Don’t blame Wag­ner for changes

The Football League Paper - - FRONT PAGE -

BLAM­ING David Wag­ner for Black­burn’s po­ten­tial rel­e­ga­tion to­day is like say­ing Gavrilo Prin­cip started a war. Sim­ple, but wrong.

Prin­cip, of course, was the man whose bul­let killed Arch­duke Franz Fer­di­nand in Sara­jevo – an in­ci­dent em­bed­ded in pop­u­lar cul­ture as the spark for World War One.

It’s an en­gag­ing han­dle for kids, but it glosses over myr­iad con­tribut­ing fac­tors: an es­ca­lat­ing arms race, im­pe­ri­al­ism, mil­i­tarism, a re­stric­tive al­liance that forced un­wit­ting na­tions into bat­tle. Con­flict was com­ing whether Prin­cip pulled the trig­ger or not.

Like­wise, Black­burn’s trou­bles run deeper than Wag­ner’s de­ci­sion to rest ten play­ers for Hud­der­s­field’s trip to Birm­ing­ham last week.


Had Wag­ner’s side tri­umphed, Rovers would have climbed out of the rel­e­ga­tion zone at Birm­ing­ham’s ex­pense. In­stead, a 2-0 vic­tory for the Blues means Tony Mow­bray’s side are star­ing down the bar­rel at Brent­ford to­day.

“It’s dis­ap­point­ing that ten men from Birm­ing­ham City can win 2-0 against a team in the top six who have been win­ning pretty con­sis­tently all year,” said Mow­bray. “It sug­gests the changes did have a big im­pact on the game and there may be in­tegrity is­sues with the league.”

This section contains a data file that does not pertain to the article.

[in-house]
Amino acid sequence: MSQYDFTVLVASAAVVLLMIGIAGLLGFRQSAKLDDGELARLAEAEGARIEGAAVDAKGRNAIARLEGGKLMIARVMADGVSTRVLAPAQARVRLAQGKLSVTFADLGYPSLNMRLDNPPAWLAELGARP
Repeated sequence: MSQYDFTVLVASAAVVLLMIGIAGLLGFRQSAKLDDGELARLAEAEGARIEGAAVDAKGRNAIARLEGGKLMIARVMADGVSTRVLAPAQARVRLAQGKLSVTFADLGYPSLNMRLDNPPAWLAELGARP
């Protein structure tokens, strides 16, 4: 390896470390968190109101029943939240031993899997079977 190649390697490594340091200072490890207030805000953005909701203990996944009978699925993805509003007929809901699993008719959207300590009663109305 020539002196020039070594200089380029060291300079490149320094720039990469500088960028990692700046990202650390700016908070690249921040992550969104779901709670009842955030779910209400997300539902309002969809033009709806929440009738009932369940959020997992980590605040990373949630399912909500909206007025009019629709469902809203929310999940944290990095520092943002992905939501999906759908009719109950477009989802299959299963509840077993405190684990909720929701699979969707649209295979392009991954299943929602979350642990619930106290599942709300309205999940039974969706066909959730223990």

The EFL, mean­while, have writ­ten to Hud­der­s­field for an ex­pla­na­tion, with the threat of a fi­nan­cial penalty loom­ing. Which, to be frank, is ab­surd.

Yes, there are le­git­i­mate is­sues around ‘rest­ing’ play­ers. Fans pay to watch their team on the road and don’t de­serve to see a re­serve side. Yet Wag­ner, whose side had al­ready qual­i­fied for the play-offs, ex­plic­itly of his in­ten­tions sev­eral days be­fore. No­body was short­changed.

As for this no­tion of in­tegrity, let’s not pre­tend fair­ness is some­how sa­cred in sport. Luck and tim­ing play a crit­i­cal part.

Take the fix­ture list. Ran­domly gen­er­ated it may be, but over a sea­son of 46 games in­juries and man­age­rial changes en­sure some teams get a raw deal. Hud­der­s­field are a per­fect ex­am­ple. Along with As­ton Villa and Bris­tol City, the Terriers never got to play Birm­ing-warned ham un­der the man­age­ment of Gian­franco Zola, whose calami­tous tac­tics meant the Blues were es­sen­tially a weak­ened team for four solid months.

Only Ful­ham pos­sess a worse record against Birm­ing­ham this sea­son. Con­versely, Brighton and Derby both faced Zola’s sham­bolic side twice, duly pum­melling the punch­bag for max­i­mum points. Is that fair?

Black­burn, too, have en­joyed their slice of for­tune. Barnsley were ter­rific be­fore be­ing pil­laged in the Jan­uary trans­fer win­dow. The sales of Conor Houri­hane, James Bree and top scorer Sam Win­nall ripped the guts out of their side.


Since Fe­bru­ary 1, the Tykes have won just two of 16 matches, their sea­son ef­fec­tively writ­ten off when safety was se­cured. By then, how­ever, For­est and Birm­ing­ham – Rovers’ two rel­e­ga­tion ri­vals – had al­ready played Barnsley twice and tasted de­feat. Is that fair? It ac­tu­ally says ev­ery­thing about Black­burn’s self-in­flicted prob­lems that they are one of the only two sides that failed to cap­i­talise on Barnsley’s col­lapse, los­ing 2-0 at home. Rel­e­ga­tion, if it comes, is not Wag­ner’s fault. It is down to seven years of un­der­in­vest­ment, poor man­age­rial choices and clue­less own­ers. This demise has oc­curred over sev­eral ne­glect­ful sea­sons, just as Wag­ner has earned the right over 46 games to pre­pare for the play-offs. Ev­ery­thing else is hap­pen­stance.

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